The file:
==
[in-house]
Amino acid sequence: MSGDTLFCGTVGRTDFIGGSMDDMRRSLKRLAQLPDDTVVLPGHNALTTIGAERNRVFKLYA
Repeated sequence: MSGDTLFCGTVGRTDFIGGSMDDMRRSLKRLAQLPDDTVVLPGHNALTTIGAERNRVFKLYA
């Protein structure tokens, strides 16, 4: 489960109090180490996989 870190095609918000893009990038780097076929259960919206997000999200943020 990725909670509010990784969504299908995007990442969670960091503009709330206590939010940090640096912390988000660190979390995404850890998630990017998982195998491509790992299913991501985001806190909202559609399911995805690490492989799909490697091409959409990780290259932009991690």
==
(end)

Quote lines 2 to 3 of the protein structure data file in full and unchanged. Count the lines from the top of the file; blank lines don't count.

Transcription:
Amino acid sequence: MSGDTLFCGTVGRTDFIGGSMDDMRRSLKRLAQLPDDTVVLPGHNALTTIGAERNRVFKLYA
Repeated sequence: MSGDTLFCGTVGRTDFIGGSMDDMRRSLKRLAQLPDDTVVLPGHNALTTIGAERNRVFKLYA